Sprint Review: Isuzu mu-X 3.0 4WD with Diff Lock

I believe that Isuzu’s new-old mu-X isn’t getting the credit it deserves. I also believe that the Japanese manufacturer agrees, which is why they gave us another mu-X to test during a weekend getaway in the Cederberg.

What you need to know: An extremely simplified explanation of the Mux’s origin is that you’re looking at a rebadged Chevy Trailblazer. Post-recession austerity measures at the American giant saw General Motors (Chevrolet’s parent company) pull out of multiple regions; southern Africa was unfortunately one of them.

Isuzu complemented their bakkie line-up by redressing the Trailblazer as this mu-X SUV. The result, complete with their own 3-litre engine, wasn’t well-received by tech-savvy journalists or hybrid-lovin’ first adopters. The mu-X is a slightly crude (bakkie-based), lumpy, out-dated, seven-seater family SUV.

Think Fortuner and Everest.

More facts: It’s only available with the aforementioned 3.0 turbo-diesel four cylinder engine pushing up to 130kW or 380Nm through a six-speed automatic gearbox to either the rear wheels (R605,800) or all four tyres (R671,000). Its power delivery is not only noisy but, by modern standards, rather ponderous.

Where we went: Enjo Nature Farm in the secluded Bideuw Valley, where we got plenty of chances to test this Mux on gravel, farm and mountain roads. Steep passes and water crossings included. The big news here is that Isuzu has gifted their lethargic but brawny seven-seater an optional (R11,500) Eaton rear differential lock.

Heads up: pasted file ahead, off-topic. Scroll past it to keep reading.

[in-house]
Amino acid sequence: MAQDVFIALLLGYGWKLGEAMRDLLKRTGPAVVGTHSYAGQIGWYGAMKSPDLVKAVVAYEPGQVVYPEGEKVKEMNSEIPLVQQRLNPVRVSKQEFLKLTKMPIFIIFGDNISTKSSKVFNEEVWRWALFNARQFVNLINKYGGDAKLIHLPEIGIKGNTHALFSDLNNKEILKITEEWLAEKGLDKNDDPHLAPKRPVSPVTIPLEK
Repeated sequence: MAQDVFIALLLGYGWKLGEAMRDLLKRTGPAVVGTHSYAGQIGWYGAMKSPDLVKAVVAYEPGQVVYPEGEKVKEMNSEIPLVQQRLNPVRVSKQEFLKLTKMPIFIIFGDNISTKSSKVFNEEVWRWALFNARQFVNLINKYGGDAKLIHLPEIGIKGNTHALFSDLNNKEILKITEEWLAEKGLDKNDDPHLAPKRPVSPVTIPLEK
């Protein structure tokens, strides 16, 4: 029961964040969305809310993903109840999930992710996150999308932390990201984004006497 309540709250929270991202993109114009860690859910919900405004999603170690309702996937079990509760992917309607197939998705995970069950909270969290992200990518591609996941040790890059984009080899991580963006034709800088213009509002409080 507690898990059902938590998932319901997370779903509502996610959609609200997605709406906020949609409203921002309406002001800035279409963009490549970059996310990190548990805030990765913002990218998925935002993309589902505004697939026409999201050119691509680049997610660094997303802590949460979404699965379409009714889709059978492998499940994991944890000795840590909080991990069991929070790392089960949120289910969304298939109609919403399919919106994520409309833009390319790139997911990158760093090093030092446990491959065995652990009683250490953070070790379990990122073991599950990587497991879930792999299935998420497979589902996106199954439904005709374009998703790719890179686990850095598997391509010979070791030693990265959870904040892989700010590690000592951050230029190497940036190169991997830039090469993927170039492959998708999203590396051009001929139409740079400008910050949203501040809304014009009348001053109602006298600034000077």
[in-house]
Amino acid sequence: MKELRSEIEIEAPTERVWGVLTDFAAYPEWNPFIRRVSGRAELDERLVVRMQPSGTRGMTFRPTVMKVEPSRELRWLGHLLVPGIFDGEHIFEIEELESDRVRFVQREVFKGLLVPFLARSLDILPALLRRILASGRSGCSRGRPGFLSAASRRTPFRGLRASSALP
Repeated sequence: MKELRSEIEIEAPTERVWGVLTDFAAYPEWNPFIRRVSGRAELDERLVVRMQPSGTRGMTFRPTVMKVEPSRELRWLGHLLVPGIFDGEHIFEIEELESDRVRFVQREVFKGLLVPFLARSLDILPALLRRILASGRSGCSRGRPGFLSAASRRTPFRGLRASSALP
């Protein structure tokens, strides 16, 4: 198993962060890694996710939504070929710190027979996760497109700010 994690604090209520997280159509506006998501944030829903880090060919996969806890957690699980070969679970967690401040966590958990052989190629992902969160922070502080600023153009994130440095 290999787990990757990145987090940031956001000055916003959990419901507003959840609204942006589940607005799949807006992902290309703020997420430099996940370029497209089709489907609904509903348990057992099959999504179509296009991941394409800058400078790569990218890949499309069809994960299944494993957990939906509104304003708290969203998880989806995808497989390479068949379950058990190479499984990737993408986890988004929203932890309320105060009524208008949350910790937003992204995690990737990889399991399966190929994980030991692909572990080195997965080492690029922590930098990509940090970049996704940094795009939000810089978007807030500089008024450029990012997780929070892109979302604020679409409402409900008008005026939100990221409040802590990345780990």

It’s a viscous unit, which means that it only (and automatically) engages when you need it.

Watch out for: The locker only works at speeds up to 30km/h, but we foresee no real issue with that. Gravel travel and the odd bit of rock climbing were no sweat for this vehicle but we did experience a hint of inside wheel scrubbing while doing a u-turn on tarmac. To be fair, we had just emerged from a slow crawl down a rock-infested hillside path.

Oh, and that infotainment system isn’t the most intuitive unit around.

Why you’ll want one: First and foremost, because you don’t want a Fortuner. Secondly, because you like Isuzus. All remaining reasoning will be a matter of taste but we think that the mu-X looks good, rides reasonably well, is extremely spacious and practical, offers a cheap but hardy cabin, and represents fair value for money.


Engine: 3L i-4 turbo-diesel
Transmission: 6-speed Manual, selectable 4×4, optional rear diff-lock
Max. Power: 130kW
Max. Torque: 380Nm
Avg. cons.: Approx. 8.2L/100km (claimed 8)
0-100km/h: 11.63 seconds (No claimed figure)
Top Speed: No claimed figure
List Price: R671,000

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